Tues 11th August 2015
Day 3 Sioux Falls, SD to Gillette, WY
13 Hours – 566 Miles – 2 States SD+WY
We pulled in to our hotel in sioux falls after dark last night. It was a comfortable place but we did not have the time or energy to use the swimming pool and water slides before we crashed out. We pulled our rig out of the hotel lot and a short drive later we arrived at Rosy’s Dinner. Thankfully there was a large space on the street outside to dock the beast.
Rosy’s was a warm and welcoming ‘Mom and Pop’ place. We carefully selected our table. It was the kind of place which had a regular breakfast crowd and we did not want to take anyone’s table. As we ate our breakfast a couple of other tables filled up with people who were greeted by first name by the wait staff. A group of 5 or six retired gentlemen sat together in a way which suggested they had done this may times before. The chance to see small town America and patronise small businesses like this is one of the most appealing things about driving across America. Where ever possible I would always drive just a few minutes off the highway, away from the homogenised, neon clad chain stores and restaurants to find a locally own place. Even if the food is not great (and that does not happen very often) there is always a friendly face and a conversation if you would like one.
Fully satisfied after our meal, we headed back out onto I-90 West to make our way across South Dakota to Wyoming. Today we would see Mount Rushmore and the Devils Tower.
The scenery remained pretty much unchaged most of the morning with wide open corn covered plains punctuated by a farm house here or a herd of wind turbines there. It wasn’t until we had been travelling for a few hours that saw a dramatic change.
The moment we crossed the Missouri River the green flats were exchanged with rolling hills and mountains dissected by our own undulating highway The contrast was dramatic and we knew were approaching The Bad Lands. There were times that we were beginning to doubt whether or not or rig would actually make it up some of the long steady ascents but she pulled through and carried us, at an albeit sedentary pace, across South Dakota.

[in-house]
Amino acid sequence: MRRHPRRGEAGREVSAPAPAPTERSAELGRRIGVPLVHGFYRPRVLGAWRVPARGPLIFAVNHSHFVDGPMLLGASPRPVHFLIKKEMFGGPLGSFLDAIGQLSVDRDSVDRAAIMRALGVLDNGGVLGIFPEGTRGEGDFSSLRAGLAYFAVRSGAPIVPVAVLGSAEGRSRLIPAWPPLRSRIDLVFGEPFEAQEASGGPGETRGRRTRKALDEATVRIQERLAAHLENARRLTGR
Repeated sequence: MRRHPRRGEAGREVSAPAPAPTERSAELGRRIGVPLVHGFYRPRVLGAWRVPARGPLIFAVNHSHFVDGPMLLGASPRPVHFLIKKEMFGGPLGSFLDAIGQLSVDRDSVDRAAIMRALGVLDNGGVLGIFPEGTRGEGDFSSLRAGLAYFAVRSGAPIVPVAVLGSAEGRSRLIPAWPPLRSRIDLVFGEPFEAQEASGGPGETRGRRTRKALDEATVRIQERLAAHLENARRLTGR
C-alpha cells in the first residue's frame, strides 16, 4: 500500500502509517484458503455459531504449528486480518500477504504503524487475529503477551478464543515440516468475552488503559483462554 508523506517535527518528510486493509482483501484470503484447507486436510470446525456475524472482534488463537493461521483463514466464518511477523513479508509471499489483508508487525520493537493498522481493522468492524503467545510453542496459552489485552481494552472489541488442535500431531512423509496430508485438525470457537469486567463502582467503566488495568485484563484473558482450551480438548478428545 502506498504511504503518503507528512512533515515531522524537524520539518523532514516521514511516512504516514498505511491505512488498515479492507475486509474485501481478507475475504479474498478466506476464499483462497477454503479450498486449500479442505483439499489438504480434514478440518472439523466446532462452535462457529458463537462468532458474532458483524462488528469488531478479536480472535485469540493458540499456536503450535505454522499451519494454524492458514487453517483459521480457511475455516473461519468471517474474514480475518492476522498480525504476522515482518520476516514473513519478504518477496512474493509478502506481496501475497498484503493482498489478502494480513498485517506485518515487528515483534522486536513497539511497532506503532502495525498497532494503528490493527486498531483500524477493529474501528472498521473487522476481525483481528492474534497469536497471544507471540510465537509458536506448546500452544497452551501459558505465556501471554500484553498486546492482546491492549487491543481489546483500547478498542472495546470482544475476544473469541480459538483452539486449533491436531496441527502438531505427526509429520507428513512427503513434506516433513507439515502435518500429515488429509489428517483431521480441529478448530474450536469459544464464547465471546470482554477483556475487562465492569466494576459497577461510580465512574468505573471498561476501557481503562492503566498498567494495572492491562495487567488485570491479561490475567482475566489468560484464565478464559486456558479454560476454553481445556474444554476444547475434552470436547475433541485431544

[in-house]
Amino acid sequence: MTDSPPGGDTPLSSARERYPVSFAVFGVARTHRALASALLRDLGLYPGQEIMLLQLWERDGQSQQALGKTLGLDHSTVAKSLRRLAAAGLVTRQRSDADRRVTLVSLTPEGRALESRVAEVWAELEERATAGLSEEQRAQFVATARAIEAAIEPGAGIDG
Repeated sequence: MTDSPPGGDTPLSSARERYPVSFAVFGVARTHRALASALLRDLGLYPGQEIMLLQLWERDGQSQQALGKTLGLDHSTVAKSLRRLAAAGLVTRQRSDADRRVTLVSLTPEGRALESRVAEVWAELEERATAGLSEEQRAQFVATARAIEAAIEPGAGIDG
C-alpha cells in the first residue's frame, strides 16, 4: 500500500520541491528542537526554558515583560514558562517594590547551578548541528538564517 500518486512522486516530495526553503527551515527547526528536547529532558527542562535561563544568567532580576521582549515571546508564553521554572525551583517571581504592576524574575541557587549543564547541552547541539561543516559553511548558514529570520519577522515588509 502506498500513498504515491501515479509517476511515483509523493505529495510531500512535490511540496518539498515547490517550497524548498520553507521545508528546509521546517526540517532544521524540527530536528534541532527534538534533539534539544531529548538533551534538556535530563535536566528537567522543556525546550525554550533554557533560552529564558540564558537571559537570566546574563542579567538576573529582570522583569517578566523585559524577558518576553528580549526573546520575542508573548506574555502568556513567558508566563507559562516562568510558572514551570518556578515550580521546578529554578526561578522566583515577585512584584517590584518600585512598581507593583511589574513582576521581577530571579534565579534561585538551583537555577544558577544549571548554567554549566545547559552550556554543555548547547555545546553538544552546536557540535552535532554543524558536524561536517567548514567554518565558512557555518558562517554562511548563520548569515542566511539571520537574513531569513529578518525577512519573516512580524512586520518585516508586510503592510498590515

The closer we got to Mount Rushmore, the more dramatic the landscape became until we could see the Black Hills ahead of us. The road climbs quickly and winds through the wooded Black Hills and eventually the enormous stone carving creeps out from behind the trees.
I have often heard, from those that have been there before, that Mount Rushmore is underwhelming. That it is a long way to go for not much return. I would like to dispute this. We had a pretty tough time getting our truck and trailer up into the mountains, so what should have been a 30 minute drive from the highway was over an hour, but it was well worth the effort.
The irony is that this modern marvel is right in the middle of what is considered sacred Native American Land, permanently etched into the the natural landscape as something of a giant visual reminder of what the white settlers did to the indigenous population. However, there is no doubt that it is quite awe inspiring despite its controversial past
We left the monument and headed out to the state line towards the Devils Tower. The highway took us round the edge of the Black Hills and we were able to take in the scale of these mountains from afar but soon after we left them behind and crossed the vast green expanse of Wyoming.
This is my first time in this state but already I can tell that I would like to come back. There are horses running in paddocks near the highway and giant rocky outcrops overlooking lush green valleys.
Everywhere is so green that it is hard to believe that there could ever be snow here and certainly not enough snow to warrant the massive black snow fences which flank the highway in order to stop drifts blocking the road. I guess, like Mount Rushmore this is just another example of us trying to impose our will on nature.
The sky actually seems bigger out here and as The Devil’s Tower appeared before us on the horizon we could actually see the weather front moving across the sky and the clouds emptying rain over the landscape off to our right. Fortunately it did not land on us. I wonder what the first settlers thought as they pioneered their way across the country and came upon the Devil’s Tower. It is no coincidence that it was used in the movie Close Encounters of the Third Kind as it looks imposing and other worldly.
From there we headed back to the 90 and continued West through more green wide expanses interrupted only occasionally by mile long freight trains carrying coal away from an incongruous industrial mine and processing plant. Again I can’t help thinking that we aren’t always that kind to mother nature.